1. Senator Gaylord Nelson conceived Earth Day in the early 1960s. His concerns during his time as a Senator was that environmental issues were not being addressed in the political arena and even more so after he witnessed the California oil spill in 1696. He took inspiration from the Vietnam War protests, to organize a nationwide grassroots to demonstrate and to promote conservation involvement and awareness across the country.
2. The first Earth Day was in 1970. Nelson's demonstration was set for April 22, 1970 and it purposefully fell between spring break and final exams with the hope that college students would participate in the events.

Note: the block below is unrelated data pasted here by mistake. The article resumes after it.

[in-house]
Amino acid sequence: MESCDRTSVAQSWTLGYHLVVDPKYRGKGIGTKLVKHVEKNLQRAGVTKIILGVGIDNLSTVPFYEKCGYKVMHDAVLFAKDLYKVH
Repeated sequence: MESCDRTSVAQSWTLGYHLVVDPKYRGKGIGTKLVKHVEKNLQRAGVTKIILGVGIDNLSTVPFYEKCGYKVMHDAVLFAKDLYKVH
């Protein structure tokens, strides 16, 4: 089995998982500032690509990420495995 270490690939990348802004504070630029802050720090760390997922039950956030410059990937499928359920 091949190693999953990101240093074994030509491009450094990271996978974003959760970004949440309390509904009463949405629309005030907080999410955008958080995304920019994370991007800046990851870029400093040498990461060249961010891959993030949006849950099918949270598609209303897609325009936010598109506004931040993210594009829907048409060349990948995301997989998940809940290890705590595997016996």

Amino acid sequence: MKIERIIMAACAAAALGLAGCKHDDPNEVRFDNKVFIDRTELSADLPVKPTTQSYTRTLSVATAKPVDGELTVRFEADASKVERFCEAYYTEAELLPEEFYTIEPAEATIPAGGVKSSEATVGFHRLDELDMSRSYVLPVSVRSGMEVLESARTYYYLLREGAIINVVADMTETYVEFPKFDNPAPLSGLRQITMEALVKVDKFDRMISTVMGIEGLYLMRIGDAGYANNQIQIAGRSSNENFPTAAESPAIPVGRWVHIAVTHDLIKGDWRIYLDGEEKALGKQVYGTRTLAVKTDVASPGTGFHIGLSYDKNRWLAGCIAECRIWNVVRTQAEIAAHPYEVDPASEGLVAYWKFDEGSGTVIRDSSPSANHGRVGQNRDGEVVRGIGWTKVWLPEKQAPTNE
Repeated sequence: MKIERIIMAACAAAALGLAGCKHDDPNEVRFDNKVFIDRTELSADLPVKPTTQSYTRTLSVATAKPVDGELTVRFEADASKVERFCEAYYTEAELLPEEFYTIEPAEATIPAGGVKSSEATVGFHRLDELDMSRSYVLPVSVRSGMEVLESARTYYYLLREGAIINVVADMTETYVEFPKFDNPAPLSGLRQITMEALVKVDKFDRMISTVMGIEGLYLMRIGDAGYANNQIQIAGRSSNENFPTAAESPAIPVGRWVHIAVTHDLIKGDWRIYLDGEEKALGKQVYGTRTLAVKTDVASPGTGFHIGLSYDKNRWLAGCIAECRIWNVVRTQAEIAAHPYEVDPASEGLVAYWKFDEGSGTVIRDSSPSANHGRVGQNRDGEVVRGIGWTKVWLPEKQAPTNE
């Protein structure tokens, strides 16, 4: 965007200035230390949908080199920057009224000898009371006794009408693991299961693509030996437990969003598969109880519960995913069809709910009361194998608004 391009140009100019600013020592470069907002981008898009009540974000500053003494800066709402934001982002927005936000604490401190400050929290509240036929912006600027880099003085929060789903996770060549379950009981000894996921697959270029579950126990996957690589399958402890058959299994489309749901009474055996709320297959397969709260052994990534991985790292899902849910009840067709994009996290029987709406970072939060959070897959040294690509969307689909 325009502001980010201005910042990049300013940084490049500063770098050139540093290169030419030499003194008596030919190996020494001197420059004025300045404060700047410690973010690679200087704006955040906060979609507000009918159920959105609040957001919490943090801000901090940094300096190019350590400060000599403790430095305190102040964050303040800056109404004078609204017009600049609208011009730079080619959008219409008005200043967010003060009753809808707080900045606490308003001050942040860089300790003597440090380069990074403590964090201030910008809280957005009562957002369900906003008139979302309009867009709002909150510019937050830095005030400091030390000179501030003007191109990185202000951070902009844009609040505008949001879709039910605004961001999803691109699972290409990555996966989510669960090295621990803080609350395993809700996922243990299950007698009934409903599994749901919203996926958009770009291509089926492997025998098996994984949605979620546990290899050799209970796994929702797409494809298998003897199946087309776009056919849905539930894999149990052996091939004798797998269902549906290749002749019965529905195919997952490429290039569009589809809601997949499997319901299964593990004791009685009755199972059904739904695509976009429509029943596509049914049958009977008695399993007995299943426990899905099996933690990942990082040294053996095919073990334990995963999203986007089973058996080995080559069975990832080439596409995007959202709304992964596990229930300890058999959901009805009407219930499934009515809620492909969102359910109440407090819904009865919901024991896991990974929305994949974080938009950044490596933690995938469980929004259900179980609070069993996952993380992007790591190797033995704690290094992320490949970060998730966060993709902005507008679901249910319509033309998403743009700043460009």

3. Earth Day went global in 1990. 20 years after the Earth Day, the campaign spread internationally. The 1990 demonstration mobilzed 200 million people in 141 countries. This also gave it major attention to the environmental issues like recycling.
4. It's known as "International Mother Earth Day" around the world. The United Nations General Assembly came up with the moniker in 2009, although it never stuck in America.
5. There's an "official" Earth Day song. One of the most popular Earth Day songs is Earth Anthem, was written in 2013 by Indian poet Abhay Kumar. It has been translated in dozens of languages, including all official united Nations languages.